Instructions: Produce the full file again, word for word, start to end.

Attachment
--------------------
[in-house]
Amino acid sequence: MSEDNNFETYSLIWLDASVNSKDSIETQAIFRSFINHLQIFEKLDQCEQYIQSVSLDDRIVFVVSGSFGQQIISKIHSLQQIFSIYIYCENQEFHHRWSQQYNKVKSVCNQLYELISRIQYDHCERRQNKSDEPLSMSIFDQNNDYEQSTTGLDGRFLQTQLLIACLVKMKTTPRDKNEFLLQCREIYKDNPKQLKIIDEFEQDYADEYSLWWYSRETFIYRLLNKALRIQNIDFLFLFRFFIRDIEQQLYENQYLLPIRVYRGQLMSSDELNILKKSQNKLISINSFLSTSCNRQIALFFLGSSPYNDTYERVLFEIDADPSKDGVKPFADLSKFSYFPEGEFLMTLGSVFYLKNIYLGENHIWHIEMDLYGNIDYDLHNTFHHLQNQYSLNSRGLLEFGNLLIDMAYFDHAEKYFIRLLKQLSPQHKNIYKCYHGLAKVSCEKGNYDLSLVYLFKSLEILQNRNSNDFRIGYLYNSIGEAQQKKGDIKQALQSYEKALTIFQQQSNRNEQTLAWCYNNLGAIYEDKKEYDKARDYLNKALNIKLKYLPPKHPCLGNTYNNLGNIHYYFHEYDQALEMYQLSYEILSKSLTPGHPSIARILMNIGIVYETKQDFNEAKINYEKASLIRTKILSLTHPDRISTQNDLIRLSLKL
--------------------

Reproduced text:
[in-house]
Amino acid sequence: MSEDNNFETYSLIWLDASVNSKDSIETQAIFRSFINHLQIFEKLDQCEQYIQSVSLDDRIVFVVSGSFGQQIISKIHSLQQIFSIYIYCENQEFHHRWSQQYNKVKSVCNQLYELISRIQYDHCERRQNKSDEPLSMSIFDQNNDYEQSTTGLDGRFLQTQLLIACLVKMKTTPRDKNEFLLQCREIYKDNPKQLKIIDEFEQDYADEYSLWWYSRETFIYRLLNKALRIQNIDFLFLFRFFIRDIEQQLYENQYLLPIRVYRGQLMSSDELNILKKSQNKLISINSFLSTSCNRQIALFFLGSSPYNDTYERVLFEIDADPSKDGVKPFADLSKFSYFPEGEFLMTLGSVFYLKNIYLGENHIWHIEMDLYGNIDYDLHNTFHHLQNQYSLNSRGLLEFGNLLIDMAYFDHAEKYFIRLLKQLSPQHKNIYKCYHGLAKVSCEKGNYDLSLVYLFKSLEILQNRNSNDFRIGYLYNSIGEAQQKKGDIKQALQSYEKALTIFQQQSNRNEQTLAWCYNNLGAIYEDKKEYDKARDYLNKALNIKLKYLPPKHPCLGNTYNNLGNIHYYFHEYDQALEMYQLSYEILSKSLTPGHPSIARILMNIGIVYETKQDFNEAKINYEKASLIRTKILSLTHPDRISTQNDLIRLSLKL